A Federal judge in the US dismissed the claim of two indigenous tribes in North America, which demanded to cancel the construction of the final phase of a controversial oil pipeline in North Dakota, writes the BBC.
The lawsuit was filed after the company engaged in the pipeline construction received a permit for the digging of a tunnel under the Oahu reservoir on the Missouri river.
The Indians of the Sioux nation claimed that the project will interfere with them to conduct religious rites at the reservoir, which, according to them, surrounded by the sacred land.
The representative of one of the tribes told reporters that the plaintiffs are disappointed with the court’s decision, but it is not a surprise to them.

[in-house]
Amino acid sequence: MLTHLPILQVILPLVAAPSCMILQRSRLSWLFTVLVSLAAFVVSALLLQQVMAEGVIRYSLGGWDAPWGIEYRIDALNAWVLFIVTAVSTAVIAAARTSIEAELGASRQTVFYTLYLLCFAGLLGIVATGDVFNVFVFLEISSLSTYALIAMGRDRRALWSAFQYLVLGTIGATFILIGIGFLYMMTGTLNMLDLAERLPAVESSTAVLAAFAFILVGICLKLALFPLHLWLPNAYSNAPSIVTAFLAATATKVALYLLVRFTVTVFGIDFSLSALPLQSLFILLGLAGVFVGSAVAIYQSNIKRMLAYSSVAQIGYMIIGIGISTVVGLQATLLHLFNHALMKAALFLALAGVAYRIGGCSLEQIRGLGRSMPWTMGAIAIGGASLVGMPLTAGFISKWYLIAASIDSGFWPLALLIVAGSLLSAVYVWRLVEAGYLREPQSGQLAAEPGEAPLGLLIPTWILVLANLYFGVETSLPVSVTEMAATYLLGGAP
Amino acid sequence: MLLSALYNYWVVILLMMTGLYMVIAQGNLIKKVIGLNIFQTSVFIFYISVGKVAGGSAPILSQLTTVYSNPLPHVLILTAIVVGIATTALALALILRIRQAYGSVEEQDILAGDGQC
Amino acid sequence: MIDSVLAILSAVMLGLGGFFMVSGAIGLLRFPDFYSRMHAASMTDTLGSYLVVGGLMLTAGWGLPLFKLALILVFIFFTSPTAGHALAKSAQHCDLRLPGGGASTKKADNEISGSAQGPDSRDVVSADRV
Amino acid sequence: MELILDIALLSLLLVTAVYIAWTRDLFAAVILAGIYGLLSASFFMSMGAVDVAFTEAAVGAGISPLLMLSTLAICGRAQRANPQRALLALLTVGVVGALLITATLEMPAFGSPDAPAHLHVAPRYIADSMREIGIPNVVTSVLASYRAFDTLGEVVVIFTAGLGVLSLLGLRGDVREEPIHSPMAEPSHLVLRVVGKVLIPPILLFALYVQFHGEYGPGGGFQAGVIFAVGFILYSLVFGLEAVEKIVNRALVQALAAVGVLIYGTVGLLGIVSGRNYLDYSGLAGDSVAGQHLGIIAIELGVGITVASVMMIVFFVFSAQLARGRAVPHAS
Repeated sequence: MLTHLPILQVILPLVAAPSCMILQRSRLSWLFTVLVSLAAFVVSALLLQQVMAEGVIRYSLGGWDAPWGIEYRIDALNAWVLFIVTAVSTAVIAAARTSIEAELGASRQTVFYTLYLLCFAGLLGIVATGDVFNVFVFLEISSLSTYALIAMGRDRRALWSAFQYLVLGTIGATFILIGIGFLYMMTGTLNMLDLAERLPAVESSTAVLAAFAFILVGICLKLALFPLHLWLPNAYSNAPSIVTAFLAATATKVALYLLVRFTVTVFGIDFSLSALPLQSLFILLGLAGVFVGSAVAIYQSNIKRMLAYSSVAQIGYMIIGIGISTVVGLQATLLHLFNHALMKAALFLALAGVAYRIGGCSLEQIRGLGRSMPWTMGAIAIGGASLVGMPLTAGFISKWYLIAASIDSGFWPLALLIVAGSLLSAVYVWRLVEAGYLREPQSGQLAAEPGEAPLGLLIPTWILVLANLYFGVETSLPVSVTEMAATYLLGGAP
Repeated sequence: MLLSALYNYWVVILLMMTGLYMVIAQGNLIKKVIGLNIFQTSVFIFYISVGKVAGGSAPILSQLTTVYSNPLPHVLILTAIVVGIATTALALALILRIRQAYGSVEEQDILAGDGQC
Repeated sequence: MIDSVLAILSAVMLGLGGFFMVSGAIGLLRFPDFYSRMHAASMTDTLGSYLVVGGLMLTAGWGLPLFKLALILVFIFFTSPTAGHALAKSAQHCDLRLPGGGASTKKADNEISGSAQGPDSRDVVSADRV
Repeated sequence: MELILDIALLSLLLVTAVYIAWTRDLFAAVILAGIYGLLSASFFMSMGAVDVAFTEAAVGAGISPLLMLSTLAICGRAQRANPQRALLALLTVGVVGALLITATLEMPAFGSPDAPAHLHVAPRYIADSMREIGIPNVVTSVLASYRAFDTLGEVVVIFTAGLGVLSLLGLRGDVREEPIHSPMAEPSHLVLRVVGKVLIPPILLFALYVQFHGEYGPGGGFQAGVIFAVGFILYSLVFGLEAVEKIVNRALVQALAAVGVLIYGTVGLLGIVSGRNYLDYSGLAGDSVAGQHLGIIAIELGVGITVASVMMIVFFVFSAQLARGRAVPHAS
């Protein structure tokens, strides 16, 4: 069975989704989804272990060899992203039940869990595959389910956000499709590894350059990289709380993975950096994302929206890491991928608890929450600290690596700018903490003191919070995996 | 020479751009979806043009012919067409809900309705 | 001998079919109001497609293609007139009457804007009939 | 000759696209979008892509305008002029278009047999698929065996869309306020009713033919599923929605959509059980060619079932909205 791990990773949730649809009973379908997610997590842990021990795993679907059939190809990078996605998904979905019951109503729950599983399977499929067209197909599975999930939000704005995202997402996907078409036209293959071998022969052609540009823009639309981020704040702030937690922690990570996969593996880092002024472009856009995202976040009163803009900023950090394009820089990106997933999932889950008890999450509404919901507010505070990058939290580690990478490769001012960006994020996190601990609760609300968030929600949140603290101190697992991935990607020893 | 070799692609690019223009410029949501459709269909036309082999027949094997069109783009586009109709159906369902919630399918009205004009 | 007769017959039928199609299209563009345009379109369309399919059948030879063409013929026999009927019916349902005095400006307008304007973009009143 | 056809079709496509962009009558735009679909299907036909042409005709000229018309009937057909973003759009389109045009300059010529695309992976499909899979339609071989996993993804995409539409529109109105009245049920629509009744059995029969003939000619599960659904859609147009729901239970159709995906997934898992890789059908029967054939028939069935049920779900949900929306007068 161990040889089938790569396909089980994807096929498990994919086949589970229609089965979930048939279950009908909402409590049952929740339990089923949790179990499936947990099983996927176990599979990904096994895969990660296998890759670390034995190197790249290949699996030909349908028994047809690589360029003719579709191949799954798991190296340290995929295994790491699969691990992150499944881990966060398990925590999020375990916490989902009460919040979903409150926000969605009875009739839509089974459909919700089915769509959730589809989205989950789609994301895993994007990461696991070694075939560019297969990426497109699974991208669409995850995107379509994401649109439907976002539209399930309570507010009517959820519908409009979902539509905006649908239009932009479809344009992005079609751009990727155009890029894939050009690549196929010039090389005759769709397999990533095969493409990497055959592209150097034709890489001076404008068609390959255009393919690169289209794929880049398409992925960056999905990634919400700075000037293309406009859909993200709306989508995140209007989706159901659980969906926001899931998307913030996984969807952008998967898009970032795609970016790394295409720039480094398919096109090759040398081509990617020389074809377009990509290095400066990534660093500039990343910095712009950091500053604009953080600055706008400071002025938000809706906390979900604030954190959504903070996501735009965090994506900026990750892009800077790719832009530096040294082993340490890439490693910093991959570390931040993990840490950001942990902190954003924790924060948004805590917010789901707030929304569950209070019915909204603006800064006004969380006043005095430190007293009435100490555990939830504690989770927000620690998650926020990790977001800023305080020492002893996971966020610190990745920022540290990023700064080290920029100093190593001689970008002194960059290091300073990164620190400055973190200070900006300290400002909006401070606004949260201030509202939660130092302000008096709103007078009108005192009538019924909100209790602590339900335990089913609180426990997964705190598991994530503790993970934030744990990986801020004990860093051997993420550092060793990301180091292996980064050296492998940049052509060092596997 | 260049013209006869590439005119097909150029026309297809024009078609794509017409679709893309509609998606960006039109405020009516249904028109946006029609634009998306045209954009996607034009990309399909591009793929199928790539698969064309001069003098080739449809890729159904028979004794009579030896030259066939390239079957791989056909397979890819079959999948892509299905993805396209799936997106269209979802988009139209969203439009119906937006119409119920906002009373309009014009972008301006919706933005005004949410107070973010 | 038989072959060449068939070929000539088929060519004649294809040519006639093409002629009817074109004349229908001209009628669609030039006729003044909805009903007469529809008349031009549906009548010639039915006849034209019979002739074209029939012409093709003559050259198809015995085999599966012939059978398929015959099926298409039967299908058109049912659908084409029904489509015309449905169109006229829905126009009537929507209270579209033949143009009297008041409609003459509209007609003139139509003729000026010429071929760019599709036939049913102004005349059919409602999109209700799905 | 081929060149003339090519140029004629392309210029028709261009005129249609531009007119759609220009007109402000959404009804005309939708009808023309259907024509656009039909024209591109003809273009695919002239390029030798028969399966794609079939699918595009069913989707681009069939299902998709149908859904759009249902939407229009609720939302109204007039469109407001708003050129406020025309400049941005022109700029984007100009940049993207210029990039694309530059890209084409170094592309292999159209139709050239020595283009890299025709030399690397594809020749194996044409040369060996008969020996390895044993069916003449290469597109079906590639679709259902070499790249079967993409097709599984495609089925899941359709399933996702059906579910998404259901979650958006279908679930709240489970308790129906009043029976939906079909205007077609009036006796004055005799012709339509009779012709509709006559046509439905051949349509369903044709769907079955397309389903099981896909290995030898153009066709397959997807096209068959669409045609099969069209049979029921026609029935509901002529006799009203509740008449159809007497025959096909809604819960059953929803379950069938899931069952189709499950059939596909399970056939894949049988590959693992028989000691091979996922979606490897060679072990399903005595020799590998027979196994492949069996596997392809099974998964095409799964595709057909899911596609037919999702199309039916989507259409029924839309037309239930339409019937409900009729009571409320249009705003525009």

The construction of the Dakota Access pipeline had been suspended in December last year because of numerous protests of inhabitants of Indian reservations.
U.S. authorities then declared readiness to develop alternative ways of laying the pipeline.
However, in late January, the President of the United States Donald trump has signed a decree on the resumption of the construction of the Keystone XL oil pipeline and Dakota Access.
7 February the us army reported to Congress that will allow the construction of the Dakota Access near the Indian reservation.
The pipeline project length in 1186 km, leading from North Dakota to Illinois, is estimated at 3.7 billion dollars.